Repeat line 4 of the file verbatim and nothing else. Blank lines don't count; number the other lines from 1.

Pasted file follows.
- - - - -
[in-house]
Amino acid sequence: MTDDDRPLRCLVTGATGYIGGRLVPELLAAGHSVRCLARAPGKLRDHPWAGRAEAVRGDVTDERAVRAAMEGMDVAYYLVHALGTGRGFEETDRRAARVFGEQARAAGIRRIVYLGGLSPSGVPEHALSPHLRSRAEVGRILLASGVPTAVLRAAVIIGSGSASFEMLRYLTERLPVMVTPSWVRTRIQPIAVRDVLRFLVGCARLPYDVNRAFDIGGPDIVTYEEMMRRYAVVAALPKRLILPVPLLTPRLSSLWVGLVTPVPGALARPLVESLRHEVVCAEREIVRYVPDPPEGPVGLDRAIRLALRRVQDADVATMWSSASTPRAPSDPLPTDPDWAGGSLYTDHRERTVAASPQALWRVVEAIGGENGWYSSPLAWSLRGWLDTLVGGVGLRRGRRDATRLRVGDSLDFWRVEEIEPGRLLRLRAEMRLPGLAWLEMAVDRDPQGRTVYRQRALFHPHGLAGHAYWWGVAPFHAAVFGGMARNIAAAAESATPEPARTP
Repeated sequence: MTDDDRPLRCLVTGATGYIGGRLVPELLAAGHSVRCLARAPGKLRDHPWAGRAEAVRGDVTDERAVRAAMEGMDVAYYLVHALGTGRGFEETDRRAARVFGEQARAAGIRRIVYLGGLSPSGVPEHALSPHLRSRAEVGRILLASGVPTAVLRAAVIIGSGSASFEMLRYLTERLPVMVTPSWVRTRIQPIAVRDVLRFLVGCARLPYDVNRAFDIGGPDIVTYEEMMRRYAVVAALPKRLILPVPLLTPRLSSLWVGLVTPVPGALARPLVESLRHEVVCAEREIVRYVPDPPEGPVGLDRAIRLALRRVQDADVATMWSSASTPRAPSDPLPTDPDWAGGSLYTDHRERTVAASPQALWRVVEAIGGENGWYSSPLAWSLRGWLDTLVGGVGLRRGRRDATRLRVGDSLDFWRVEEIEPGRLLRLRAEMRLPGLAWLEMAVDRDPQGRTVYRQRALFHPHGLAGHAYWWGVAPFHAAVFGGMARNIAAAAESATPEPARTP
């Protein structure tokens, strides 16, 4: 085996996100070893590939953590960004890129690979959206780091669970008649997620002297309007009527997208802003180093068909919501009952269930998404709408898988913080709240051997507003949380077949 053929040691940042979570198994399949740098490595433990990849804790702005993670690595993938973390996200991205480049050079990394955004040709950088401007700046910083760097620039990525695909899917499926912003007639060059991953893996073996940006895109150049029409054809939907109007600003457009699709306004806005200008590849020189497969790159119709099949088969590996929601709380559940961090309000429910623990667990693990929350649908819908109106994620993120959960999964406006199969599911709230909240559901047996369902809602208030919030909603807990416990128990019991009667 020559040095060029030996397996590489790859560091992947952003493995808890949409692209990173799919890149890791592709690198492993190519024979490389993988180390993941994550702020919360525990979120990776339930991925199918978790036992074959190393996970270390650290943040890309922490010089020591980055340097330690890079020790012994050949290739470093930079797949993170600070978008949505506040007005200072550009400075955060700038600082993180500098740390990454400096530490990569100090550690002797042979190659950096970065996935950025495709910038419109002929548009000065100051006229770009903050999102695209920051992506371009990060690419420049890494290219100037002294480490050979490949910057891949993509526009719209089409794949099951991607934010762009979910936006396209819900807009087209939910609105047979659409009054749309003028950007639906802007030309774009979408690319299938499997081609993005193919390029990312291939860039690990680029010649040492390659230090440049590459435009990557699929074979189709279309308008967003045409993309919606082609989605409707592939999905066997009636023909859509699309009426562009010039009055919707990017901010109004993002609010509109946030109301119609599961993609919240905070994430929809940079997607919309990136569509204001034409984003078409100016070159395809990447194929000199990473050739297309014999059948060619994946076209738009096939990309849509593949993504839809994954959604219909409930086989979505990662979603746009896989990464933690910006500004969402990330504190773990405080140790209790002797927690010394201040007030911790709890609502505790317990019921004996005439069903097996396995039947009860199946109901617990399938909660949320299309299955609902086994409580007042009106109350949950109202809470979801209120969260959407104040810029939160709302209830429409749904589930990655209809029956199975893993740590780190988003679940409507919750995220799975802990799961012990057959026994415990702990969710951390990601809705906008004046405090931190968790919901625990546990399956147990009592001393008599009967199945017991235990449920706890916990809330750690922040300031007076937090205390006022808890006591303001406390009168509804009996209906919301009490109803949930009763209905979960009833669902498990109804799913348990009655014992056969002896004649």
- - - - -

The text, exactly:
């Protein structure tokens, strides 16, 4: 085996996100070893590939953590960004890129690979959206780091669970008649997620002297309007009527997208802003180093068909919501009952269930998404709408898988913080709240051997507003949380077949 053929040691940042979570198994399949740098490595433990990849804790702005993670690595993938973390996200991205480049050079990394955004040709950088401007700046910083760097620039990525695909899917499926912003007639060059991953893996073996940006895109150049029409054809939907109007600003457009699709306004806005200008590849020189497969790159119709099949088969590996929601709380559940961090309000429910623990667990693990929350649908819908109106994620993120959960999964406006199969599911709230909240559901047996369902809602208030919030909603807990416990128990019991009667 020559040095060029030996397996590489790859560091992947952003493995808890949409692209990173799919890149890791592709690198492993190519024979490389993988180390993941994550702020919360525990979120990776339930991925199918978790036992074959190393996970270390650290943040890309922490010089020591980055340097330690890079020790012994050949290739470093930079797949993170600070978008949505506040007005200072550009400075955060700038600082993180500098740390990454400096530490990569100090550690002797042979190659950096970065996935950025495709910038419109002929548009000065100051006229770009903050999102695209920051992506371009990060690419420049890494290219100037002294480490050979490949910057891949993509526009719209089409794949099951991607934010762009979910936006396209819900807009087209939910609105047979659409009054749309003028950007639906802007030309774009979408690319299938499997081609993005193919390029990312291939860039690990680029010649040492390659230090440049590459435009990557699929074979189709279309308008967003045409993309919606082609989605409707592939999905066997009636023909859509699309009426562009010039009055919707990017901010109004993002609010509109946030109301119609599961993609919240905070994430929809940079997607919309990136569509204001034409984003078409100016070159395809990447194929000199990473050739297309014999059948060619994946076209738009096939990309849509593949993504839809994954959604219909409930086989979505990662979603746009896989990464933690910006500004969402990330504190773990405080140790209790002797927690010394201040007030911790709890609502505790317990019921004996005439069903097996396995039947009860199946109901617990399938909660949320299309299955609902086994409580007042009106109350949950109202809470979801209120969260959407104040810029939160709302209830429409749904589930990655209809029956199975893993740590780190988003679940409507919750995220799975802990799961012990057959026994415990702990969710951390990601809705906008004046405090931190968790919901625990546990399956147990009592001393008599009967199945017991235990449920706890916990809330750690922040300031007076937090205390006022808890006591303001406390009168509804009996209906919301009490109803949930009763209905979960009833669902498990109804799913348990009655014992056969002896004649």